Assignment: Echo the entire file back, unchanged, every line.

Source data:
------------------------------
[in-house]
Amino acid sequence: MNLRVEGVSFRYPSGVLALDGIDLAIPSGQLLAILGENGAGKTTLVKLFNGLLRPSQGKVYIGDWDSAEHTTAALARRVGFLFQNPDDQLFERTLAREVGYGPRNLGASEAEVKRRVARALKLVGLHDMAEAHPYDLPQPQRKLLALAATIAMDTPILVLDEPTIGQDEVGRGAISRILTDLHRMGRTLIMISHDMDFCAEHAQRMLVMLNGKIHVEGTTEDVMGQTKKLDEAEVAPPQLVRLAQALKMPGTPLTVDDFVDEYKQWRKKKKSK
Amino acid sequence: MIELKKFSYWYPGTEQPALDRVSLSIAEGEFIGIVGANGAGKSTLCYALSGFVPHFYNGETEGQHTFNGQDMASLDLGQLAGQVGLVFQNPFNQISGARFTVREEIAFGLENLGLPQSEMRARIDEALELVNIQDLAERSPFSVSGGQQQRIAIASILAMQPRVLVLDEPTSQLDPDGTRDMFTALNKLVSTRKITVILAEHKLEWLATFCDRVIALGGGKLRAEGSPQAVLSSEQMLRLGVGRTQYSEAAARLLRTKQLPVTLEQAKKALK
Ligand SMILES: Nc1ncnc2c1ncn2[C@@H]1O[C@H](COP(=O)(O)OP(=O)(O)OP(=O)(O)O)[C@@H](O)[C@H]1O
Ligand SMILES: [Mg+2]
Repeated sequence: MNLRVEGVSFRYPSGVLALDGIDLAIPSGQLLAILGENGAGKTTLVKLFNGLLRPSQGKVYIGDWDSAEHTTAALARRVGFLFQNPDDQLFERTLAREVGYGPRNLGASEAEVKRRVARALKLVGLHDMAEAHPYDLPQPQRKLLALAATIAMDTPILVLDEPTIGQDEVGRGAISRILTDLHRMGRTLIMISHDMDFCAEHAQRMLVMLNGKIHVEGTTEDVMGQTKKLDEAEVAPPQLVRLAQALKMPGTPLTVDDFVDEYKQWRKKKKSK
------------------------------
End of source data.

[in-house]
Amino acid sequence: MNLRVEGVSFRYPSGVLALDGIDLAIPSGQLLAILGENGAGKTTLVKLFNGLLRPSQGKVYIGDWDSAEHTTAALARRVGFLFQNPDDQLFERTLAREVGYGPRNLGASEAEVKRRVARALKLVGLHDMAEAHPYDLPQPQRKLLALAATIAMDTPILVLDEPTIGQDEVGRGAISRILTDLHRMGRTLIMISHDMDFCAEHAQRMLVMLNGKIHVEGTTEDVMGQTKKLDEAEVAPPQLVRLAQALKMPGTPLTVDDFVDEYKQWRKKKKSK
Amino acid sequence: MIELKKFSYWYPGTEQPALDRVSLSIAEGEFIGIVGANGAGKSTLCYALSGFVPHFYNGETEGQHTFNGQDMASLDLGQLAGQVGLVFQNPFNQISGARFTVREEIAFGLENLGLPQSEMRARIDEALELVNIQDLAERSPFSVSGGQQQRIAIASILAMQPRVLVLDEPTSQLDPDGTRDMFTALNKLVSTRKITVILAEHKLEWLATFCDRVIALGGGKLRAEGSPQAVLSSEQMLRLGVGRTQYSEAAARLLRTKQLPVTLEQAKKALK
Ligand SMILES: Nc1ncnc2c1ncn2[C@@H]1O[C@H](COP(=O)(O)OP(=O)(O)OP(=O)(O)O)[C@@H](O)[C@H]1O
Ligand SMILES: [Mg+2]
Repeated sequence: MNLRVEGVSFRYPSGVLALDGIDLAIPSGQLLAILGENGAGKTTLVKLFNGLLRPSQGKVYIGDWDSAEHTTAALARRVGFLFQNPDDQLFERTLAREVGYGPRNLGASEAEVKRRVARALKLVGLHDMAEAHPYDLPQPQRKLLALAATIAMDTPILVLDEPTIGQDEVGRGAISRILTDLHRMGRTLIMISHDMDFCAEHAQRMLVMLNGKIHVEGTTEDVMGQTKKLDEAEVAPPQLVRLAQALKMPGTPLTVDDFVDEYKQWRKKKKSK